The Run of Play is a blog about
the wonder and terror of soccer.
We left the window open during a match in October 2007 and a strange wind blew into the room.
Now we walk the forgotten byways of football with a lonely tread, searching for the beautiful, the bewildering, the haunting, and the absurd.
Brilliant stepovers etc., more goals as a winger etc., unstoppable young etc., yards of etc., sensational etc., best player in the etc.
But there’s this: that he plays like the scent of aftershave. It’s the style of something decorative and supplemental that’s passed out of all subtlety and become the noticeable fact about the thing it was meant to decorate: all that tang and sweetness just dolloped and piled and swirled, like too much frosting on a cake.
And there’s this: that there’s a point at which an excess of testosterone seems to open onto a kind of vain and peacock effeminacy, an elaborately mustached, lace-cuffed and rosewater-handkerchiefed assassin’s or bully’s claim of privilege. With his doll’s face, looking in every match like his cat mother has only just licked him clean, and yet at the same time seeming to move in a cloud of pheromones, drunk on himself like a flower, he has the air of a French duelist without a scrap of wit, as though he’d been invented for the express purpose of being killed by Cyrano de Bergerac.
Everything he does is hard and elaborate, and everything he does looks hard and elaborate. His legs piston into the ground; his arms chop the air; his cheeks puff out and collapse; he does a shattering high-kick stepover slalom routine that earns a 9.7 from the Bulgarian judge and leaves his opponent somewhere in a dimly lit passport office, pleading for a different stamp. But it’s so high-octane. It’s reading “The 10 Steps to Finding True Love” in a Maxim magazine. It’s a thudding daintiness.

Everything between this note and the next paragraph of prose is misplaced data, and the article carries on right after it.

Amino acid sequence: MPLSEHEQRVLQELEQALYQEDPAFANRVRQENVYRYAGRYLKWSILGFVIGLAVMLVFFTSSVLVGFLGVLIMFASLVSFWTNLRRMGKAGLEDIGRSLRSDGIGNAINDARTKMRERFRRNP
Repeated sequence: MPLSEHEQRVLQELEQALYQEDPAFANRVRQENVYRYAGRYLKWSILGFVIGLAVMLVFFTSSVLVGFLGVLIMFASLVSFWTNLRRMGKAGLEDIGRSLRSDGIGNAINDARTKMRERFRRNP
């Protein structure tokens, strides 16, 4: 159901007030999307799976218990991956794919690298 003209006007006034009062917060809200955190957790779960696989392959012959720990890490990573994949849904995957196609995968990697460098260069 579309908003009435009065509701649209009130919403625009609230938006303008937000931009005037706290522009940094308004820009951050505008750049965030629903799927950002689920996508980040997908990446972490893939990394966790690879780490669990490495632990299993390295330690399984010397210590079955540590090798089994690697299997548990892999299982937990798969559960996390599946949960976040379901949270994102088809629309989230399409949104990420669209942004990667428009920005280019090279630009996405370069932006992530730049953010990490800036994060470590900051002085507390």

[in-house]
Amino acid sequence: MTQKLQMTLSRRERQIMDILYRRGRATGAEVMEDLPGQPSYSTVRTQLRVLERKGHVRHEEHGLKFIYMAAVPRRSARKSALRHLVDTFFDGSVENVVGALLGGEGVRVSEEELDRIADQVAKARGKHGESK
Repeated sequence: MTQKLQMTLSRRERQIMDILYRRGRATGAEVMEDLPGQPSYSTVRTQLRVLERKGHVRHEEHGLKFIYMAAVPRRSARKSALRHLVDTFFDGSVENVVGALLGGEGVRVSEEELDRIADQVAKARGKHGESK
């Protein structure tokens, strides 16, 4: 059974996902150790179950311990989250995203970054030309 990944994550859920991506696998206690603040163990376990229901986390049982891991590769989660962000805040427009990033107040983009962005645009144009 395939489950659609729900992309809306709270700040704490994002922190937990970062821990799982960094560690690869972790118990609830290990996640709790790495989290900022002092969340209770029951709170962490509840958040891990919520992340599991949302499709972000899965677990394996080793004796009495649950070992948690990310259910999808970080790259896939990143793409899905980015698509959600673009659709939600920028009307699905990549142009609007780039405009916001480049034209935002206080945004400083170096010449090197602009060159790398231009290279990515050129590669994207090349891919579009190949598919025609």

His most characteristic moment on the pitch is the one just before he takes a free kick, when, standing over the ball with his legs wide, hands splayed and trembling at his sides, he stares furiously at the ground in front of him, as though at any moment we’ll hear a thunderous THOOM!, and he’ll transform into the Incredible Hulk. Then he runs up to obliterate the ball and it spirals prettily into the net.
He’s astonished me, too, of course, at times. He’s effective like fifty megatons. Manchester United have been a joy to watch for two seasons, and he’s no small part of that. You can’t stop him short of lying in the mud and waiting for Ford Prefect. He works extremely hard, I think, and cares all the way down in himself about the result of every match.
Too often for my taste, though, he seems like the movie-preview version of a football player, all cars sliding down a mountain and the Eiffel Tower blowing up. It’s exciting to watch. I’d love to see the movie. I just miss the dialogue so much.
by Brian Phillips · January 22, 2008[contact-form 5 'Email form']